Despite being just 2 years old, Chrome has reached version 6. On average, Google release a new version every 4 months and version 5 appeared at the end of May 2010.
Call me a cynic, but I’m convinced the rapid release schedule is pure marketing hype. By the time Internet Explorer 9.0 finally arrives, Chrome will be at version 8 and will quickly overtake Microsoft’s browser. Although few people care about the numbers, it doesn’t stop journalists and bloggers like me reporting that a new version is available. How many news stories appeared about Firefox 3.6 or Opera 10.6? They had more new features, but the version numbers didn’t seem so important and they received far less press coverage.
Enough about the marketing conspiracies — what can Chrome users expect from the update?
New default theme
Chrome’s always been clean, but the new theme is subtler and more minimalistic than before. The window is transparent gray on Windows 7 and there are even fewer distractions.
Some of the menus have been combined, for example, Cut, Copy and Paste are on a single line. There’s also a new “Create application shortcuts” option which allows you to add web links to your OS desktop or menus.
It’s taken some time for autofill to arrive on Chrome, but Google has an interesting implementation. Rather than simply associating strings with similarly-named input fields, Chrome remembers sets of addresses and credit card numbers. It works well and form details can be entered with a single click.
If you’re using Chrome on more than one PC, you’re probably syncing bookmarks, passwords and possibly themes. The new version adds automatic synchronization for autofill and extensions. It makes Chrome quicker and easier to install when you upgrade your OS or switch platforms — there’s less reason for you to shop around for another browser.
Improved address bar
Google may call it the “Omnibar” but I never will! The most significant change is the removal of “http://” from the start of web addresses. It’s a sensible move since few users know or care what it means. Secure addresses are still shown with the full https:// highlighted in green.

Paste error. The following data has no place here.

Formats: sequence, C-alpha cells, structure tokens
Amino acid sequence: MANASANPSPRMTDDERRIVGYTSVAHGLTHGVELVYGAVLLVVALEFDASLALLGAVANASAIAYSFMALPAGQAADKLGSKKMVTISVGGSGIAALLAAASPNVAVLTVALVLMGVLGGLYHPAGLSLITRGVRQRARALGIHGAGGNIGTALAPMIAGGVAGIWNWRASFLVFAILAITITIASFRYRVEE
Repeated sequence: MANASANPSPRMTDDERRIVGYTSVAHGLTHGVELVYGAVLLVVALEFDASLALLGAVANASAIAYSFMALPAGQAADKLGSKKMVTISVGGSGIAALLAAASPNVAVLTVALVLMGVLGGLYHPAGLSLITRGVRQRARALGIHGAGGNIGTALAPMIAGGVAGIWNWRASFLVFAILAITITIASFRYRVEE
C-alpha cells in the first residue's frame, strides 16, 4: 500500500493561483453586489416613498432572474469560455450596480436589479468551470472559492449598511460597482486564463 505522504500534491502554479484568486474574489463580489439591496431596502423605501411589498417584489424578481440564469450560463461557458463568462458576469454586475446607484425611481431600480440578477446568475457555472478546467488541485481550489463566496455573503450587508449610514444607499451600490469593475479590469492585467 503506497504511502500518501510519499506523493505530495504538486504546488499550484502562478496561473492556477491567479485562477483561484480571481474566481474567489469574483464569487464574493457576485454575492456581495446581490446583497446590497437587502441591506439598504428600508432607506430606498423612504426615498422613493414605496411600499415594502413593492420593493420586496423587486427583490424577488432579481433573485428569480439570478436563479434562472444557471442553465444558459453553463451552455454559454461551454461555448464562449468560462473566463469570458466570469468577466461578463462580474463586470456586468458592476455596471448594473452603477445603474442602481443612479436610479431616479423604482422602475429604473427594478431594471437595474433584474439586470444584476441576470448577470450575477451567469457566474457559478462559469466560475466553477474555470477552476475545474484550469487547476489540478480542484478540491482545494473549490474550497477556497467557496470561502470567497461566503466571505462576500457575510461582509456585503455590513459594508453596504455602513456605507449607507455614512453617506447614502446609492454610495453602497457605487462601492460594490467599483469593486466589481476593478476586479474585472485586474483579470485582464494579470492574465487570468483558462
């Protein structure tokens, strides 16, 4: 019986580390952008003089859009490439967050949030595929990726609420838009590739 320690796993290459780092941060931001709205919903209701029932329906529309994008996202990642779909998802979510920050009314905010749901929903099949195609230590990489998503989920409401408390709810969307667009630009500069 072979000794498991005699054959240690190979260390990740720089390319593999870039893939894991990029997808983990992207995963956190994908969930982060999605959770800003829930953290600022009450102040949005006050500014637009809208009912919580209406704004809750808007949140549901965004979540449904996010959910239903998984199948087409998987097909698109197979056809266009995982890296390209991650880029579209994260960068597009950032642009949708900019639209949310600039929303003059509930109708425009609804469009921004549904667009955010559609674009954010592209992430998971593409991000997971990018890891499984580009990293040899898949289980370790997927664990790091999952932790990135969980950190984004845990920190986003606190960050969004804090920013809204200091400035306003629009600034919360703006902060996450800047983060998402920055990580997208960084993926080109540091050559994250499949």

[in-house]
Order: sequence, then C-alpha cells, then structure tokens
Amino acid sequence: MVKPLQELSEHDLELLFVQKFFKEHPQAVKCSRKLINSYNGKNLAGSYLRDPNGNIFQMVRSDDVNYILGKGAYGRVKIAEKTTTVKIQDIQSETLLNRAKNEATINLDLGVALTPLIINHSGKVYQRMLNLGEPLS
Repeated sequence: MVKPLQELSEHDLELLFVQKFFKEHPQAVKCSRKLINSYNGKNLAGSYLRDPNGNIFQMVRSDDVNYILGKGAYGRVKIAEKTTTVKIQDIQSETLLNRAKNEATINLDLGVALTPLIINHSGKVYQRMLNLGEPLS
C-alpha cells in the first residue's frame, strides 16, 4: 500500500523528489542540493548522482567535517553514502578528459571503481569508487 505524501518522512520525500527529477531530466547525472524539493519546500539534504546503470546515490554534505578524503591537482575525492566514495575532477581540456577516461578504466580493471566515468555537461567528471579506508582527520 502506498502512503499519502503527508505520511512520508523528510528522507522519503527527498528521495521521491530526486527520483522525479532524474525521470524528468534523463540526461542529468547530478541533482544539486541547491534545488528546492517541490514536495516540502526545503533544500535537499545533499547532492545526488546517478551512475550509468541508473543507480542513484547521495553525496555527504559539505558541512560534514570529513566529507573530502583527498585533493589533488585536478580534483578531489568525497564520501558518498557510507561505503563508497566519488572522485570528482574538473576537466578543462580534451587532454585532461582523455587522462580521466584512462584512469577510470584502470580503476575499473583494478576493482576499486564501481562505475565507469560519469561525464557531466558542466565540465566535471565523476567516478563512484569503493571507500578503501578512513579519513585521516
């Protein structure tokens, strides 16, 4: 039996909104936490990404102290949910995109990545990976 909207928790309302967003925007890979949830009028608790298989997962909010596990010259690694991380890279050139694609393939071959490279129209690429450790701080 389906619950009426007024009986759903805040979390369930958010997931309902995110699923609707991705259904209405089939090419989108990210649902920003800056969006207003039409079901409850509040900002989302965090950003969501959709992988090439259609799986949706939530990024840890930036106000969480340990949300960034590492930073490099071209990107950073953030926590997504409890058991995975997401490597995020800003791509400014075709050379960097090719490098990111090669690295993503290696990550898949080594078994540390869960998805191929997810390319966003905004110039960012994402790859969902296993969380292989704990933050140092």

The bookmarks star has moved to the right and the “Go” arrow has been removed (good riddance!) You might notice a few other icons appear, such as a cookie indicator.
Google’s own open source royalty-free video format, WebM, makes an appearance in Chrome for the first time. Whether it has a chance against H.264 remains to be seen.
Standards and speed
Needless to say, Chrome 6 has better support for web standards and is faster than its predecessor. It was already good in those respects, so the improvements are barely noticeable to most users.
The Developer Tools have also received an update. I suspect many will still prefer Firebug, but it’s an impressive set of tools that come with the standard browser.
There’s little to dislike about Chrome. You may not appreciate Google’s version numbering or ambitions, but they’ve produced a great browser which has attracted a significant following in a relatively short period.
Chrome can be downloaded from www.google.com/chrome. If you’re already version 5, click the Tool icon, About Google Chrome, and follow the update instructions.
Will Chrome 6 become your default browser?
Craig is a freelance UK web consultant who built his first page for IE2.0 in 1995. Since that time he's been advocating standards, accessibility, and best-practice HTML5 techniques. He's created enterprise specifications, websites and online applications for companies and organisations including the UK Parliament, the European Parliament, the Department of Energy & Climate Change, Microsoft, and more. He's written more than 1,000 articles for SitePoint and you can find him @craigbuckler.